Last year’s El Niño turned out to have less impact on California than expected — the forecast for much higher rainfall did not come to pass, though precipitation totals achieved nearly normal levels and reservoirs in Northern California refilled. Now we are entering a period climate scientists call La Niña.
El Niño is characterized by higher than normal temperatures in the Northeastern Pacific Ocean, the effects of which change weather patterns. La Niña, which means The ‘little girl’ in Spanish, is the opposite, the anti-El Niño. Periods of La Niña present below-average sea surface temperatures, what’s termed simply as “a cold event” produced by cold water upwelling from lower in the ocean. These two phenomena represent opposing phases of what’s called ENSO, which is shorthand for El Niño-Southern Oscillation. Particular to the tropical Pacific Ocean, ENSO strongly influences weather patterns globally.
Both La Niña and El Niño disrupt circulation patterns in the atmosphere which ordinarily connect the tropical and middle latitude climate zones, and this disruption affects and modifies the mid-latitude jet streams that direct global weather pattern distribution. Accordingly, ENSO affects rainfall and global temperatures, not only in the United States, but also all across the globe.
As it pertains to California, the effects of La Niña this winter could be significant. According to the Climate Research Division of the Scripps Institution of Oceanography in La Jolla, CA., forecaster Dave Pierce said, “I would be concerned about the drought continuing.”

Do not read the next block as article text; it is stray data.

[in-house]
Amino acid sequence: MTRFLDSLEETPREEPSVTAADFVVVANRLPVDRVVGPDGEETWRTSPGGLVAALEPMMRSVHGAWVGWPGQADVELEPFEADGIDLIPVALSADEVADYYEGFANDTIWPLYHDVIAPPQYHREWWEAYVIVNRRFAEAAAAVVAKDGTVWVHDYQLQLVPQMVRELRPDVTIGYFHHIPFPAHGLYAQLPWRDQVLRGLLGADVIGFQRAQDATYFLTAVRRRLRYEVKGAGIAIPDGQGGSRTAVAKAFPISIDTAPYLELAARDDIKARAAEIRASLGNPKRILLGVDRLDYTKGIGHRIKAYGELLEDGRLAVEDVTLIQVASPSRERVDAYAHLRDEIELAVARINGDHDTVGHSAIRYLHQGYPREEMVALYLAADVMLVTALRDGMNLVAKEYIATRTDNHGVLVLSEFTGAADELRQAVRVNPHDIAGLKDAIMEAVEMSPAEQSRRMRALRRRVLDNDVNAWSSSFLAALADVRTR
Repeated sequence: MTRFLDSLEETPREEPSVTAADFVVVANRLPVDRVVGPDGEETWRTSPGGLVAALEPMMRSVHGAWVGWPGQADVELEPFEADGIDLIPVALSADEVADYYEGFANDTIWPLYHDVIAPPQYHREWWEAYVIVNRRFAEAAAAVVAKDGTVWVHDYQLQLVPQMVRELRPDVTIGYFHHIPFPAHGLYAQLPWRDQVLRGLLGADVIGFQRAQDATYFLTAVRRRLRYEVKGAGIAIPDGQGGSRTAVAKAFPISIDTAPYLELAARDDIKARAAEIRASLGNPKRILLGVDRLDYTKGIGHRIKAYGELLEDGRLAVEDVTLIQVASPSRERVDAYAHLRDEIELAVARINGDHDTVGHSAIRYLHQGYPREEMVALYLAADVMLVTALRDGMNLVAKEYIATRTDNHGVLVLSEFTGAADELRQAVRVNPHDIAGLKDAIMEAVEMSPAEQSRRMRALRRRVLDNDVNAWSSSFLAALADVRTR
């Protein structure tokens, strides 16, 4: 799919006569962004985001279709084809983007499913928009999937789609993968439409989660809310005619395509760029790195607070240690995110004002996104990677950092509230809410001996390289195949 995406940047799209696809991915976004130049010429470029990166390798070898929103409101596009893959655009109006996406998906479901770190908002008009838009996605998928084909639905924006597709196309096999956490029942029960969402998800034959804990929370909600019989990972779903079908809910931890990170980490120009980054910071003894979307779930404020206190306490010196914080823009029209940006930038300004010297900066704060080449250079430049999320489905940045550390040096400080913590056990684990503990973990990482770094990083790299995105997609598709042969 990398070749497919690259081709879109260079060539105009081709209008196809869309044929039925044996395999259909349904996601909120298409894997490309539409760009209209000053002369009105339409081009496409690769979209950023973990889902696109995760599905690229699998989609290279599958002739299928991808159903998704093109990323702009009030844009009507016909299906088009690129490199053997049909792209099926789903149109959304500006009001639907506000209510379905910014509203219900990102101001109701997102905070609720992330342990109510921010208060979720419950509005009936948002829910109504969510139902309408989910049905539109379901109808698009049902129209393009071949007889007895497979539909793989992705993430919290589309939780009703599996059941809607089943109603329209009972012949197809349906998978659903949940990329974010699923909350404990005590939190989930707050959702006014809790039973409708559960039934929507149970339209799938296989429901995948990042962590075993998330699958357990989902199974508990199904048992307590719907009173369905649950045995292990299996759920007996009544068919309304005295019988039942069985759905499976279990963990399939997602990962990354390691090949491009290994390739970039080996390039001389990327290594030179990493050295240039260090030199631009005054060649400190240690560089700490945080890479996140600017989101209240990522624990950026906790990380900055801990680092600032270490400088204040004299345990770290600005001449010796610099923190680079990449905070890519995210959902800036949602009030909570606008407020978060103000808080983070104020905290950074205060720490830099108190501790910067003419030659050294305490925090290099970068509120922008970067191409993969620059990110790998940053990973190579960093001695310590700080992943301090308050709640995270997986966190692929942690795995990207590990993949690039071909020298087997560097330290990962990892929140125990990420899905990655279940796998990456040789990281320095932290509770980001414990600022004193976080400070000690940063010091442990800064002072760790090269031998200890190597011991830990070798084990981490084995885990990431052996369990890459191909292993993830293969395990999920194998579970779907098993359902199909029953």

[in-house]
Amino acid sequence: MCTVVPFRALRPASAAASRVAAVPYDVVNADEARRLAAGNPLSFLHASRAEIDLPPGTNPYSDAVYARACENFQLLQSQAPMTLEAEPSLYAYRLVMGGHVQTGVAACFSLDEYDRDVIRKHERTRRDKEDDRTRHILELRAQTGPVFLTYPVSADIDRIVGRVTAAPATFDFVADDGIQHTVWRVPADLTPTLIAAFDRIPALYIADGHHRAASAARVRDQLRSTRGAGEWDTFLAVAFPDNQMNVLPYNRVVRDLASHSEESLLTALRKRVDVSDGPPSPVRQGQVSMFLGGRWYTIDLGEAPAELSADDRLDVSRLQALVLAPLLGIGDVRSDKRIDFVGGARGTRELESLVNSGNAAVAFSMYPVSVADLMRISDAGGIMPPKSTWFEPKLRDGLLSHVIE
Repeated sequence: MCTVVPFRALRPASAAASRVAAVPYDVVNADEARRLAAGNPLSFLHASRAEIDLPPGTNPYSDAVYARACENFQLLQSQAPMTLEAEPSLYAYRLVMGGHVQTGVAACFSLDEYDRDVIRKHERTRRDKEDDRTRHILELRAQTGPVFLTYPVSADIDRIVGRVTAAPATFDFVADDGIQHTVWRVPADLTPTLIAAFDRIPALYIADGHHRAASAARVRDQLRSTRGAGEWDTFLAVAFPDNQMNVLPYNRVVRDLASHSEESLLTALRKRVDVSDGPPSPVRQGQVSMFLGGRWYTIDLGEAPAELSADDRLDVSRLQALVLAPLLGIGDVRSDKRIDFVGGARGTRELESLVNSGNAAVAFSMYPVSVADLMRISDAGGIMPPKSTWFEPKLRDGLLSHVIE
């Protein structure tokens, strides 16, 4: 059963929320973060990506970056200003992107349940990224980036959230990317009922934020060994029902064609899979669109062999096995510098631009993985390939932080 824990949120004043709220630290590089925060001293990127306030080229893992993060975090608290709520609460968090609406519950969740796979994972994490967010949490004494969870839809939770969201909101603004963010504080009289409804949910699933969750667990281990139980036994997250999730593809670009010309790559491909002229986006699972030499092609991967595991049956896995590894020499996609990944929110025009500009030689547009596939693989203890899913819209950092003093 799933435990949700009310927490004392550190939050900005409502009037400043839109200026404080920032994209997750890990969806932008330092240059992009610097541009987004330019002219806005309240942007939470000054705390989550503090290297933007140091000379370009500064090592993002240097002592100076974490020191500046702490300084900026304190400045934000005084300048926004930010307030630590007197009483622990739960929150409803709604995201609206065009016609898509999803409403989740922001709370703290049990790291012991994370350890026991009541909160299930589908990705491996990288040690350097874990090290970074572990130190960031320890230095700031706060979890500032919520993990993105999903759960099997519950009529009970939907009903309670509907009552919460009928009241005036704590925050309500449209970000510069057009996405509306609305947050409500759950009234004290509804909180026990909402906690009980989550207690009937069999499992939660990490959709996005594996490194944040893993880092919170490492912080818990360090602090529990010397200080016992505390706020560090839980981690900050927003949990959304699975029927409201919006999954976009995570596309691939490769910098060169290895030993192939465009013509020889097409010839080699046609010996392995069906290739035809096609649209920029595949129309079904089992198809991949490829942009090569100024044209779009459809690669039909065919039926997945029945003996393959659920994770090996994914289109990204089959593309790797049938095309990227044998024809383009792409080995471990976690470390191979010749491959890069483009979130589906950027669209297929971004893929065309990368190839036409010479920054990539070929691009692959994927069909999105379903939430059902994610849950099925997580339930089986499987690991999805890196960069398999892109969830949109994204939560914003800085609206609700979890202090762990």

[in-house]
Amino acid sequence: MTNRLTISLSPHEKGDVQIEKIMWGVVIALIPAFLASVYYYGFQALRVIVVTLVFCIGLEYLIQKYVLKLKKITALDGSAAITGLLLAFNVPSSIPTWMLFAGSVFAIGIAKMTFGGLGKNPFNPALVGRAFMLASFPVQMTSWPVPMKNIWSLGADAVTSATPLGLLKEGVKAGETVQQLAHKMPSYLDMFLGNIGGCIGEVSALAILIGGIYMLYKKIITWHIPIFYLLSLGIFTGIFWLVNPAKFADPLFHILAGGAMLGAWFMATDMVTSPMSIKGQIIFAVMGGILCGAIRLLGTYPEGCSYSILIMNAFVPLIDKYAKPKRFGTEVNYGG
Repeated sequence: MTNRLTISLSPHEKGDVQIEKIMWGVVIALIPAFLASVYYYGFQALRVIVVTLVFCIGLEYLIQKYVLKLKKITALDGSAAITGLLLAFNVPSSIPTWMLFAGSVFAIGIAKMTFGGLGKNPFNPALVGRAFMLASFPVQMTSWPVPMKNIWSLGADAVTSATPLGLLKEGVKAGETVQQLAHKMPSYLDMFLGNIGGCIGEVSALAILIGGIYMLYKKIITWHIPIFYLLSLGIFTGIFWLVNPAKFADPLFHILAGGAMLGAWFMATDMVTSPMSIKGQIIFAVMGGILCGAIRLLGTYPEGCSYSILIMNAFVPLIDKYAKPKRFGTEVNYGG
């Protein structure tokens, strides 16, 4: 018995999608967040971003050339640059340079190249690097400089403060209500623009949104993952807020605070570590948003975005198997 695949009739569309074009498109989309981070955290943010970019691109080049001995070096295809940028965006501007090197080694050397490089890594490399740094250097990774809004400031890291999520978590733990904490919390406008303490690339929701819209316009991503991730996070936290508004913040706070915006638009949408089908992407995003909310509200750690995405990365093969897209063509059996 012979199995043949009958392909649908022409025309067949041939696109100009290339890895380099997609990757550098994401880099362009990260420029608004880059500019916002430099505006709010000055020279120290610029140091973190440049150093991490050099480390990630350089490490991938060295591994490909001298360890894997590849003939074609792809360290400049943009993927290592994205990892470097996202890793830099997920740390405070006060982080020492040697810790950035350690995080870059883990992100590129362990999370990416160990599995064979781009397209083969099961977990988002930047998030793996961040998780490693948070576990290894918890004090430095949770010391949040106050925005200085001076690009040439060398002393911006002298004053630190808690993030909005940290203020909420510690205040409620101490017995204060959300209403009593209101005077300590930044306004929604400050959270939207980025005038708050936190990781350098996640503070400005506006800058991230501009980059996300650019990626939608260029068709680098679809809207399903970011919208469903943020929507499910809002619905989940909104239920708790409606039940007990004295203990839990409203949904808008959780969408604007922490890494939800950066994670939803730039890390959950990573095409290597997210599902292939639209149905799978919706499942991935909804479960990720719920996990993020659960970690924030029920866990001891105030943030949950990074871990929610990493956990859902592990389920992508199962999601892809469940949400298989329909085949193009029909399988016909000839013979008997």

Historically, a La Niña year in Southern California is typically 25 percent drier than an average year. In Northern California, the difference in precipitation is only about 15 percent. Further north, it’s more likely that La Niña will produce above-average rainfall.
On the other hand, the Director of California Water Resources was quoted in The New York Times saying the state is “just one dry winter away from returning to where we were,” this despite that drought conditions have eased, particularly in the northern part of the state.
During the La Niña period of ENSO, Trade Winds are particularly strong, and propel warmer water westwards across the Pacific, producing a water circulation upwelling of colder waters. Thus La Niña leads to colder than average temperatures in the eastern U.S. and warmer than average temperatures in the western U.S.
It is typical that La Niña will immediately follow an El Niño event, but not an absolute certainty. Both El Niño and La Niña events happen every three to five years but the period of oscillation can vary between two and seven years. Typically, either can last from six to nine months in duration.